Favorite

This week's TV highlights 

GONE WITH THE WIND (1939)
9 p.m. Saturday, July 29
Turner Classic Movies (Comcast Ch. 30)
n Yeah, I know I’m not supposed to like this movie, what with its ’twernt-all-that-bad take on slavery, cartoonish depictions of blacks and enshrinement of the Old South, but I can’t help it. About once a year, I just have to sit down and watch all 222 minutes of this flowery, fiery and feisty film. Though its politics have gotten a little moldy and problematic over the years (a fate deservedly suffered by the landmark, pro-KKK silent film “Birth of a Nation”), it’s still an epic in every sense of the word: full of marching armies, burning cities and smoke-filled skies. Figure into that the love triangle between tough-as-nails Rhett Butler (Clark Gable), shrewd and manipulative belle Scarlett O’Hara (Vivien Leigh), and the unabashedly pantywaisted Ashley Wilkes (Leslie Howard) and you’ve got one hell of a movie — a flick that stands the test of time, even if its racial sensibility hasn’t.

AMERICAN MASTERS: EDWARD R. MURROW
8:30 p.m. Wednesday, Aug. 2
AETN (Comcast Ch. 3, Broadcast Ch. 2)
n Though it’s been more than 40 years since the legendary Edward R. Murrow signed off and headed for that big newsroom in the sky, his influence can still be felt in broadcasting and print journalism. No-nonsense, chain-smoking, wholly dedicated to the people’s right to know, Murrow was one of the few public figures of the 1950s with enough cojones to call Red Scare bully Joseph McCarthy on his shifty facts and dubious methods (a conflict dramatized in last year’s Oscar-nominated film “Good Night, and Good Luck”). Here, in an Emmy-winning 1990 profile, documentary filmmakers follow the course of Morrow’s career, including his moving reporting on the Korean War and World War II, his influential “See It Now” program, and his on-air duel with McCarthy. Tune in to learn more about this consummate newsman.

30 DAYS
9 p.m. Wednesday, Aug. 2
FX (Comcast Ch. 59)
n One of our favorites from last season is back for a sophomore year: “30 Days,” the groundbreaking reality show from filmmaker Morgan Spurlock (of the documentary “Super Size Me,” which had him eating McDonald’s food for a month straight). The idea behind the show is simple: Change someone’s life by putting them in the situation they fear or hate the most for 30 days. Highlights of last season found an admitted homophobe moved into San Francisco’s heavily gay Castro District for a month (complete with a gay roomie), and Spurlock and his fiancee attempting to live for a month on minimum wage. This season promises to be just as tasty, including a border-patrolling, anti-immigrant Minuteman living with a family of illegal immigrants, and Spurlock sentenced to a month in a state prison. Though the two usually don’t go together, this is good reality TV.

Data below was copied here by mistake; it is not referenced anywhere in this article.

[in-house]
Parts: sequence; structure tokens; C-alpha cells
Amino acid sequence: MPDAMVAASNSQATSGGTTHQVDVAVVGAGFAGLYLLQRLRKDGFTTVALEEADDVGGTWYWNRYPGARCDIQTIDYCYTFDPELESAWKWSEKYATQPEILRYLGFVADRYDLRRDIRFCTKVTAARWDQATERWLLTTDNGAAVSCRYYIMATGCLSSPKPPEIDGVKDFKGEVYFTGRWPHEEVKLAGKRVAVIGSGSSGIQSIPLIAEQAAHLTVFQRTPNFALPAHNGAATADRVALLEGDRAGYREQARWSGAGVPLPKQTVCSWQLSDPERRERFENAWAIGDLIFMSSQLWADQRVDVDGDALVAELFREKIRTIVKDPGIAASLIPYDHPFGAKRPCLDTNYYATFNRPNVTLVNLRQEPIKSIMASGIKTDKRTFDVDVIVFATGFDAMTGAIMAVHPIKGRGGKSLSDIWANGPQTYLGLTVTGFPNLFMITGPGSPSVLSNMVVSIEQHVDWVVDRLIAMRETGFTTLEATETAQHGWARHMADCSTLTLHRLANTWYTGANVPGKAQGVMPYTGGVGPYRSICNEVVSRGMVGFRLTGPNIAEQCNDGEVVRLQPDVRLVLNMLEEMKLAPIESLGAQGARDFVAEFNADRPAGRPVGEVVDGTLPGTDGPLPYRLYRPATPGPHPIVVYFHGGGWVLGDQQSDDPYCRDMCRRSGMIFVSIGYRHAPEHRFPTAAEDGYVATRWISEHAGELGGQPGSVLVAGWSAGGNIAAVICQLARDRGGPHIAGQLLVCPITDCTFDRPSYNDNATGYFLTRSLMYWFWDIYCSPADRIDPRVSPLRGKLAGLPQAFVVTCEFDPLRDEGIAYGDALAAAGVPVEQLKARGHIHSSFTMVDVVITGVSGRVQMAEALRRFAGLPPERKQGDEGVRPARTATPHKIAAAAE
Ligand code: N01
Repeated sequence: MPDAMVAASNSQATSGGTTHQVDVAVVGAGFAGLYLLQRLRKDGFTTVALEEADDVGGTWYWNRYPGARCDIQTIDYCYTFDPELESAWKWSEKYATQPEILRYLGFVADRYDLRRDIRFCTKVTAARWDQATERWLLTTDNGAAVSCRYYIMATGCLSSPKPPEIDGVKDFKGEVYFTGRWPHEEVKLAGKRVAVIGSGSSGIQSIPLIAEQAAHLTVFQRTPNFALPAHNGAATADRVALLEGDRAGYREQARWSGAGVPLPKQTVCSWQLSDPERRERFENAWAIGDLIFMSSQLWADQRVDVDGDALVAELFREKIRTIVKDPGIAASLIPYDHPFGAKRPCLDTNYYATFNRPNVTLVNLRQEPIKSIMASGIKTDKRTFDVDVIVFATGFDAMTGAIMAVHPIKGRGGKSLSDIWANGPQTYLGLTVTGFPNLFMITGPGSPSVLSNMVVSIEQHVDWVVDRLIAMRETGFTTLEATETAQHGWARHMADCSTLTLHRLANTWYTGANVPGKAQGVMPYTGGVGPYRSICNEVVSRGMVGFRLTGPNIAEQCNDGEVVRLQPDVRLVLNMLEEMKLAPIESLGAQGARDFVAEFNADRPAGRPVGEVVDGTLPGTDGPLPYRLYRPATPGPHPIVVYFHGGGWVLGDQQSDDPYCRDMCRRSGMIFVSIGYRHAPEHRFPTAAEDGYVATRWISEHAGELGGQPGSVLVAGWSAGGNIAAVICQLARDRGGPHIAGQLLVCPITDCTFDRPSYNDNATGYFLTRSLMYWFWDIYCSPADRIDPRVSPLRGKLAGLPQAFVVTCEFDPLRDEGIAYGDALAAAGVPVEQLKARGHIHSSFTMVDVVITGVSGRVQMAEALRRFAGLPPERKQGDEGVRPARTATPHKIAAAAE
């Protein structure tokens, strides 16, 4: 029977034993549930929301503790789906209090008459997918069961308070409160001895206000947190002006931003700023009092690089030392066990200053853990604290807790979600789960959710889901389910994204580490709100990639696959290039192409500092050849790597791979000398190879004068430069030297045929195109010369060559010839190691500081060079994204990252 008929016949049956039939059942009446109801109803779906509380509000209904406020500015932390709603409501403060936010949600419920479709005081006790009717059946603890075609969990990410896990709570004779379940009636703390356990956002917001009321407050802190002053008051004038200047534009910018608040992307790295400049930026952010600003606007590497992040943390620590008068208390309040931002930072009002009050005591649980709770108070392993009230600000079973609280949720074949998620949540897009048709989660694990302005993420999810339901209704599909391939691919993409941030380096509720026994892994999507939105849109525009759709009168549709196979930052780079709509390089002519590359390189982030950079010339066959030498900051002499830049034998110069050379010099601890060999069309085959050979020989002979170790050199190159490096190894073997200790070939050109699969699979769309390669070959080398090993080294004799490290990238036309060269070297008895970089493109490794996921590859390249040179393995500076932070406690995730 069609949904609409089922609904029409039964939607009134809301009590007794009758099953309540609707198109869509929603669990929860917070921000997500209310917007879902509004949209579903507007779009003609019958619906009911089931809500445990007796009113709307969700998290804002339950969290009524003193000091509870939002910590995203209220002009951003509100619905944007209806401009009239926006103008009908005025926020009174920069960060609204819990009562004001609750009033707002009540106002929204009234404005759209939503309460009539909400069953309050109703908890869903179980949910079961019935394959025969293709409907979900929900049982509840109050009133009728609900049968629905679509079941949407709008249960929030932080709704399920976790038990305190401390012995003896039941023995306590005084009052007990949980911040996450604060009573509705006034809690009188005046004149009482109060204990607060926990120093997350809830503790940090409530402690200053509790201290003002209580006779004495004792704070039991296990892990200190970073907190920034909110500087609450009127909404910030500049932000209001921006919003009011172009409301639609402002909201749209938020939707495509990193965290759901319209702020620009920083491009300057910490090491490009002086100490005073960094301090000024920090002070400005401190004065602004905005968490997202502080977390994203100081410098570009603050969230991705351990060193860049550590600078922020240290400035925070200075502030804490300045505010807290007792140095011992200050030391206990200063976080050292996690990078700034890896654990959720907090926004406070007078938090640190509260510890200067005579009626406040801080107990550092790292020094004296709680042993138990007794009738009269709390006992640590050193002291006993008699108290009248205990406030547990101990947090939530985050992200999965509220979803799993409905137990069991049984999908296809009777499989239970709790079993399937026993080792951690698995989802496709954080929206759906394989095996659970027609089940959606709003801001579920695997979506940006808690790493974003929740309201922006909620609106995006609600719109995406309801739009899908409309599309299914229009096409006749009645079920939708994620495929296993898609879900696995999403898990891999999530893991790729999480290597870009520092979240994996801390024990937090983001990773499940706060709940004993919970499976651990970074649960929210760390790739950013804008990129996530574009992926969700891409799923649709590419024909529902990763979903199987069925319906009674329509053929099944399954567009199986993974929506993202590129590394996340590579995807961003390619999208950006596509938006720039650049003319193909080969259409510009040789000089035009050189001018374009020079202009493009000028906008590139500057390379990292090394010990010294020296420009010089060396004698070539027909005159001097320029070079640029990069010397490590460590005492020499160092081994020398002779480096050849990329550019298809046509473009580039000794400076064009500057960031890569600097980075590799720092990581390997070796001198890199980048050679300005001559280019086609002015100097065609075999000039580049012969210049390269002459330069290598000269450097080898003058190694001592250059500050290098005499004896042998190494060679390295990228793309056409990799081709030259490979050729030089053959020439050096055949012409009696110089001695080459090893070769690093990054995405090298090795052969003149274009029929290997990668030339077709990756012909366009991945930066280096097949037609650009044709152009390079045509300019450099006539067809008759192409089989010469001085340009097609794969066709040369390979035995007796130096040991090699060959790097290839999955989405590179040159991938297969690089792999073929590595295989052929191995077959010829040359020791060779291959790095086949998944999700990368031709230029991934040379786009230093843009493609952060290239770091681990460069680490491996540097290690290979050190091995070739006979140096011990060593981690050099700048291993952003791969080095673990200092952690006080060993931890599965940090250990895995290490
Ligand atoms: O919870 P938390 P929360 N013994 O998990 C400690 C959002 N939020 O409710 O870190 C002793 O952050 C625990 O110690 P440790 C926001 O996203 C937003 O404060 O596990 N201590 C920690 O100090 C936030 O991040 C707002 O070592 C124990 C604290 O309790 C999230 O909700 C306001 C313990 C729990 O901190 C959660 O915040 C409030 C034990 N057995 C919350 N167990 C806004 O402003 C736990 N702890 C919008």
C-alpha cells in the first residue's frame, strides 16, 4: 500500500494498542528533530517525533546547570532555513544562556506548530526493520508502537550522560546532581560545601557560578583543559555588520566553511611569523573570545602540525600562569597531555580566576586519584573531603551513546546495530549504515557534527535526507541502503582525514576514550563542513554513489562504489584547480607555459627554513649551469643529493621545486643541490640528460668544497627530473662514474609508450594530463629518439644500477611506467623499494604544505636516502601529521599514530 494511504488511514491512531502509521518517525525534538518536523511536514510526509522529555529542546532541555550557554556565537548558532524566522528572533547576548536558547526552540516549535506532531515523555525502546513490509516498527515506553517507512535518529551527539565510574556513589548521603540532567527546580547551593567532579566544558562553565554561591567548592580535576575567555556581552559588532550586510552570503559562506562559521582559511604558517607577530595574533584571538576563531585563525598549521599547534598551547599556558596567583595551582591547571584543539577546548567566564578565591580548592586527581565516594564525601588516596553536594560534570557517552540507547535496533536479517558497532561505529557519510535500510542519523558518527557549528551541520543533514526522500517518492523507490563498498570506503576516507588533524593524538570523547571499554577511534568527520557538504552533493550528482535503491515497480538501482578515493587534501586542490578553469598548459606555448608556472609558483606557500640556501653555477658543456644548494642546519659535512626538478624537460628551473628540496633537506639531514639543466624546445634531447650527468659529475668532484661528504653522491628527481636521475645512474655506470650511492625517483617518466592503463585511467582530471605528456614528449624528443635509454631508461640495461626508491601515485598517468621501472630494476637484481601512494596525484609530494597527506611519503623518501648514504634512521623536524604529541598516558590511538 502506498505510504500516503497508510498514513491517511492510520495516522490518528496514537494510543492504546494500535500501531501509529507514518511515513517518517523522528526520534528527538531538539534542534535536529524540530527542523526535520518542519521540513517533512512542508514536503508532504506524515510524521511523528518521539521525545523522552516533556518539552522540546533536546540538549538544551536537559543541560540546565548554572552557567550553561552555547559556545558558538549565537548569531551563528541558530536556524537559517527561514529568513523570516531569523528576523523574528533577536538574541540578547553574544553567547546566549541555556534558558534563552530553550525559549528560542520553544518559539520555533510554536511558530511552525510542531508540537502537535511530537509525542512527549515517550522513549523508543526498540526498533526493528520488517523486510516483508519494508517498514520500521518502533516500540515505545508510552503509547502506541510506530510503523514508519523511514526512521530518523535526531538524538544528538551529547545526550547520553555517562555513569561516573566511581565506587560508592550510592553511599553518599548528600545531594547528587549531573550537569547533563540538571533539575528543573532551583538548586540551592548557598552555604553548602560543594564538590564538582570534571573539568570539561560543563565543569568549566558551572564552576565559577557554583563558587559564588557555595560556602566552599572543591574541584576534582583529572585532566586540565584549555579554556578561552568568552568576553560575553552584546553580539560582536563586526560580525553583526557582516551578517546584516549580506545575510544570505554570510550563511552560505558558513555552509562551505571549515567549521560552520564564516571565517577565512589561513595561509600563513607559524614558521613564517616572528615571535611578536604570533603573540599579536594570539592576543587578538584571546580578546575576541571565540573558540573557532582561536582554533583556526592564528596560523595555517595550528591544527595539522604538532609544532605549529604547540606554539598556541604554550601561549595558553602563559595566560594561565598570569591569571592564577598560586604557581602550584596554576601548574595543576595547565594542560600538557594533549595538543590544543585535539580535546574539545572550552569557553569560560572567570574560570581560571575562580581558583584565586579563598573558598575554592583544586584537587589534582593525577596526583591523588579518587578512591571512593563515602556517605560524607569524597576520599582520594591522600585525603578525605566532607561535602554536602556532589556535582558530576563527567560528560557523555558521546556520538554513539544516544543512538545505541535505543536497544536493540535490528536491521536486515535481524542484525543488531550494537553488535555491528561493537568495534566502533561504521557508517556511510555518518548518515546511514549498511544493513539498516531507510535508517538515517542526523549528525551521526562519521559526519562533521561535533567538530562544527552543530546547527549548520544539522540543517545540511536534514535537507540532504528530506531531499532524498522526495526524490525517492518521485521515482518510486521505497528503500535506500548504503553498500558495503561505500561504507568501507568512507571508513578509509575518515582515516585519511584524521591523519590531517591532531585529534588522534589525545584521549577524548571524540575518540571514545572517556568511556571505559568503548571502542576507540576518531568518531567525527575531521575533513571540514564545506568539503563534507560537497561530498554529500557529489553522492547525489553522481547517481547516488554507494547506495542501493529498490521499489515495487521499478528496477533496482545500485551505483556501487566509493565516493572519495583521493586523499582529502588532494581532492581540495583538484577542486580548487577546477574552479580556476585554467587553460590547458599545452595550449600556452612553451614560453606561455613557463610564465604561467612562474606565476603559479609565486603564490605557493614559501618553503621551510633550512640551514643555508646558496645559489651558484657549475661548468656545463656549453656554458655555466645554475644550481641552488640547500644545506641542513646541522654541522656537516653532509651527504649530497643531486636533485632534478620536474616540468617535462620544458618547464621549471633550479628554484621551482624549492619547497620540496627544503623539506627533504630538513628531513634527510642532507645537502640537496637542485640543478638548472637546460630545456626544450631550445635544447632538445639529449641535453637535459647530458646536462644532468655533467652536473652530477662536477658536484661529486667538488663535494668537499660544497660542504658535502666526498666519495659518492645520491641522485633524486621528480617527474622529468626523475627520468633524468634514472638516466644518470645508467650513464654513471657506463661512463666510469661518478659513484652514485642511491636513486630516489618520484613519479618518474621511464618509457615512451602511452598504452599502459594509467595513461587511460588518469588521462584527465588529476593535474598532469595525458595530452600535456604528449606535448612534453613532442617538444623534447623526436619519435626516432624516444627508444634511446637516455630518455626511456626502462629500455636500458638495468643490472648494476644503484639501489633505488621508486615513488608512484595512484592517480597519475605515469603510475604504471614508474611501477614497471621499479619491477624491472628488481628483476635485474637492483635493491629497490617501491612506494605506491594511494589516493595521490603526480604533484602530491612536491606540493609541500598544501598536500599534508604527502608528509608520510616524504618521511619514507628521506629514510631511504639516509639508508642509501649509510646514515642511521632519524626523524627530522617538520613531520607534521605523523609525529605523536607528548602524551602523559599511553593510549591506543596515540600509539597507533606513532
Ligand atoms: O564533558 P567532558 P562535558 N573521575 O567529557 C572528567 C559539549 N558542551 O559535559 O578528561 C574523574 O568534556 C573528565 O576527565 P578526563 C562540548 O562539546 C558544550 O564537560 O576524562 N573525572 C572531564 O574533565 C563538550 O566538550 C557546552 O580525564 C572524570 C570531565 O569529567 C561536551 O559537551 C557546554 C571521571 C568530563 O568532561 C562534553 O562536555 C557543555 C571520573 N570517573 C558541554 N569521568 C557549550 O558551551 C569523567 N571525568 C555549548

— David Koon

Favorite

Comments

Subscribe to this thread:

Add a comment

More by Max Brantley

More by David Koon

  • The 91st Arkansas General Assembly: It's going to be a beast

    Some legislation to look for, and how to speak your mind.
    • Jan 12, 2017
  • The incredible adventures of Nate Powell

    The Little Rock native is the first cartoonist to win the National Book Award. His graphic novel 'March,' the memoir of U.S. Rep. John Lewis, may well be the mother text for a new era of nonviolent resistance.
    • Jan 5, 2017
  • Best and worst 2016

    Honestly, it's hard to imagine a bigger dumpster fire of a year, short of the one in which a giant asteroid careens out of the dark like a drunken prom king in his mom's Hyundai and smashes the Earth to smithereens.
    • Dec 22, 2016
  • More »

Most Shared

  • UPDATE: Retired Arkansas Arts Center director Townsend Wolfe dies at 81

    Townsend Durant Wolfe, III, retired director and chief curator of the Arkansas Arts Center, has died at 81.
  • Subpoenas identify names of federal interest in kickback probe

    The Northwest Arkansas Economic Development District today provided me with the subpoena it received from federal investigators in a probe that led to former Republican Rep. Micah Neal's guilty plea to taking kickbacks from money he guided to a nonprofit agency and a private college in Springdale, apparently Ecclesia College.
  • Human Services says it's eliminated Medicaid application backlog

    The state Human Services Department has informed Gov. Asa Hutchinson that it has all but eliminated a backlog in applications for Medicaid coverage.
  • Praising Asa

    Let us now praise the governor for a starkly moderate record, at least in comparison with other red-state executives.
  • Glass houses

    Having gotten a deep security briefing and probably a confidential glimpse of our own vast cyberspying operation, Donald Trump is no longer pretty sure that the Kremlin didn't hack Democratic computers or employ other tactics to help his election.

Latest in TV Highlights

Visit Arkansas

Indian Rock House at Fairfield Bay

Indian Rock House at Fairfield Bay

Winter is the perfect time to explore the natural stone shelters where native Arkansans once lived

Event Calendar

« »

January

S M T W T F S
1 2 3 4 5 6 7
8 9 10 11 12 13 14
15 16 17 18 19 20 21
22 23 24 25 26 27 28
29 30 31  

Most Recent Comments

  • Re: Changes needed

    • Building a lead so rapidly and holding it in games, even professional football, is difficult…

    • on January 15, 2017
  • Re: Road to recovery

    • Thanks for sharing this article. Asphalt is the most common material used for paving. Asphalt…

    • on January 13, 2017
 

© 2017 Arkansas Times | 201 East Markham, Suite 200, Little Rock, AR 72201
Powered by Foundation